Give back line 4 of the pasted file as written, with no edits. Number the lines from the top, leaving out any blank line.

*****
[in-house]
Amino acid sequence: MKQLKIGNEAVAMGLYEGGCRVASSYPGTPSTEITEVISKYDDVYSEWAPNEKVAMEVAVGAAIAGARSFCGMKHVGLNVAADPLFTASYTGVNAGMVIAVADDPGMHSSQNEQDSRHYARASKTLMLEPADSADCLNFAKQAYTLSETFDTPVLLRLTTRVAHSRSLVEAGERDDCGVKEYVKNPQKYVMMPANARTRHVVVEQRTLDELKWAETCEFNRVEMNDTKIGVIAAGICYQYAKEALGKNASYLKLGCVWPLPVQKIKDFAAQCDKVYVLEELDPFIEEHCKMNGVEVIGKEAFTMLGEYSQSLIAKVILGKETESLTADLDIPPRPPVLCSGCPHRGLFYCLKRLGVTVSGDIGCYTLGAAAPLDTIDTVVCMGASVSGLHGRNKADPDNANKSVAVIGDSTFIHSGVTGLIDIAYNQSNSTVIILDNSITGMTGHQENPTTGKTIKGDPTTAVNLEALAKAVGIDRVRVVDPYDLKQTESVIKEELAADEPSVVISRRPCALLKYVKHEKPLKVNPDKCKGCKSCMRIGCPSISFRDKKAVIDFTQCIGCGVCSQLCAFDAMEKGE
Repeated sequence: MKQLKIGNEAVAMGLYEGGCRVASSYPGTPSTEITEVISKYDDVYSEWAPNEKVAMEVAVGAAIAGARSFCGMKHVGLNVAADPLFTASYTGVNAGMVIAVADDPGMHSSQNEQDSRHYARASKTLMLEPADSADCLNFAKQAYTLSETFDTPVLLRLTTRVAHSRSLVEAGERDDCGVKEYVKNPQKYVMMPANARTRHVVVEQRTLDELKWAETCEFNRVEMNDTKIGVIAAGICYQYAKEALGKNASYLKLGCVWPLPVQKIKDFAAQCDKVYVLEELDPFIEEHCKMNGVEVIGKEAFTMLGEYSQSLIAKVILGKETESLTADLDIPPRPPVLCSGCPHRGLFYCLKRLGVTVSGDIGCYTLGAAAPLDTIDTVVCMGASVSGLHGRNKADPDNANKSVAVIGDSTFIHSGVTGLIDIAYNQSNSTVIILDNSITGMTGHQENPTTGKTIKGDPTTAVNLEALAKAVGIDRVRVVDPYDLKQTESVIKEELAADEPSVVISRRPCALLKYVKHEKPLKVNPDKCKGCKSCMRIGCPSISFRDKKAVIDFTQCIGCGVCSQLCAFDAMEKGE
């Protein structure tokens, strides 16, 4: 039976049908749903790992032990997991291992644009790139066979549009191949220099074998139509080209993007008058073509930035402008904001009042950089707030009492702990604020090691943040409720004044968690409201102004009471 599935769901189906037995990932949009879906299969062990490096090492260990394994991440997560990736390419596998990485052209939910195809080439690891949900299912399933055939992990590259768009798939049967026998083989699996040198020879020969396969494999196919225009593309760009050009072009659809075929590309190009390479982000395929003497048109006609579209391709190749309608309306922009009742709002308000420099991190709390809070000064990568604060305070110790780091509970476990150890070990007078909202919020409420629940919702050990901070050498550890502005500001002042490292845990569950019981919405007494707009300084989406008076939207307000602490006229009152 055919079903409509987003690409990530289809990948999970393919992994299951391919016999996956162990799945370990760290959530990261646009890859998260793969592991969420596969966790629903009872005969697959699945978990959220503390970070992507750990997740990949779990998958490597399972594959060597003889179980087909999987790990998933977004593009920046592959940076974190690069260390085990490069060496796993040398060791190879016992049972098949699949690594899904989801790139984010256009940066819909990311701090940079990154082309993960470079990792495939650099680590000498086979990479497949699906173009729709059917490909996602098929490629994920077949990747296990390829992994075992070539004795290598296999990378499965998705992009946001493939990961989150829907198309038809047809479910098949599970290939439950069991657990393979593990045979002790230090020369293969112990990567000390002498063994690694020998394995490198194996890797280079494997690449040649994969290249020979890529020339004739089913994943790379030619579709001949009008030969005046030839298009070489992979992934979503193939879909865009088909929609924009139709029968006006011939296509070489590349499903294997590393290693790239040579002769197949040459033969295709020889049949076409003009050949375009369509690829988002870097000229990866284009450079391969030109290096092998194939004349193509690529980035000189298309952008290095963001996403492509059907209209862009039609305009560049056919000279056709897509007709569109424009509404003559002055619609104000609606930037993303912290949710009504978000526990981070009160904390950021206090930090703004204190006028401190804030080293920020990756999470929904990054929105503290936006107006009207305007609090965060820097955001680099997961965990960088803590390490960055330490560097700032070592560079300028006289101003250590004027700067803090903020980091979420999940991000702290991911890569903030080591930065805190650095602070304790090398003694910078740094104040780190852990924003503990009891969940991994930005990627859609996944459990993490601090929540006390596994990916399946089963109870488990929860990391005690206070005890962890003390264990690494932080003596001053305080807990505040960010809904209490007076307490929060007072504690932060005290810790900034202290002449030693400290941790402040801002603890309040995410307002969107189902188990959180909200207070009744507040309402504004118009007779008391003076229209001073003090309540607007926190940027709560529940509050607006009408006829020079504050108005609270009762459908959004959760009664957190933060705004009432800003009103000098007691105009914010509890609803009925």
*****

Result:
């Protein structure tokens, strides 16, 4: 039976049908749903790992032990997991291992644009790139066979549009191949220099074998139509080209993007008058073509930035402008904001009042950089707030009492702990604020090691943040409720004044968690409201102004009471 599935769901189906037995990932949009879906299969062990490096090492260990394994991440997560990736390419596998990485052209939910195809080439690891949900299912399933055939992990590259768009798939049967026998083989699996040198020879020969396969494999196919225009593309760009050009072009659809075929590309190009390479982000395929003497048109006609579209391709190749309608309306922009009742709002308000420099991190709390809070000064990568604060305070110790780091509970476990150890070990007078909202919020409420629940919702050990901070050498550890502005500001002042490292845990569950019981919405007494707009300084989406008076939207307000602490006229009152 055919079903409509987003690409990530289809990948999970393919992994299951391919016999996956162990799945370990760290959530990261646009890859998260793969592991969420596969966790629903009872005969697959699945978990959220503390970070992507750990997740990949779990998958490597399972594959060597003889179980087909999987790990998933977004593009920046592959940076974190690069260390085990490069060496796993040398060791190879016992049972098949699949690594899904989801790139984010256009940066819909990311701090940079990154082309993960470079990792495939650099680590000498086979990479497949699906173009729709059917490909996602098929490629994920077949990747296990390829992994075992070539004795290598296999990378499965998705992009946001493939990961989150829907198309038809047809479910098949599970290939439950069991657990393979593990045979002790230090020369293969112990990567000390002498063994690694020998394995490198194996890797280079494997690449040649994969290249020979890529020339004739089913994943790379030619579709001949009008030969005046030839298009070489992979992934979503193939879909865009088909929609924009139709029968006006011939296509070489590349499903294997590393290693790239040579002769197949040459033969295709020889049949076409003009050949375009369509690829988002870097000229990866284009450079391969030109290096092998194939004349193509690529980035000189298309952008290095963001996403492509059907209209862009039609305009560049056919000279056709897509007709569109424009509404003559002055619609104000609606930037993303912290949710009504978000526990981070009160904390950021206090930090703004204190006028401190804030080293920020990756999470929904990054929105503290936006107006009207305007609090965060820097955001680099997961965990960088803590390490960055330490560097700032070592560079300028006289101003250590004027700067803090903020980091979420999940991000702290991911890569903030080591930065805190650095602070304790090398003694910078740094104040780190852990924003503990009891969940991994930005990627859609996944459990993490601090929540006390596994990916399946089963109870488990929860990391005690206070005890962890003390264990690494932080003596001053305080807990505040960010809904209490007076307490929060007072504690932060005290810790900034202290002449030693400290941790402040801002603890309040995410307002969107189902188990959180909200207070009744507040309402504004118009007779008391003076229209001073003090309540607007926190940027709560529940509050607006009408006829020079504050108005609270009762459908959004959760009664957190933060705004009432800003009103000098007691105009914010509890609803009925």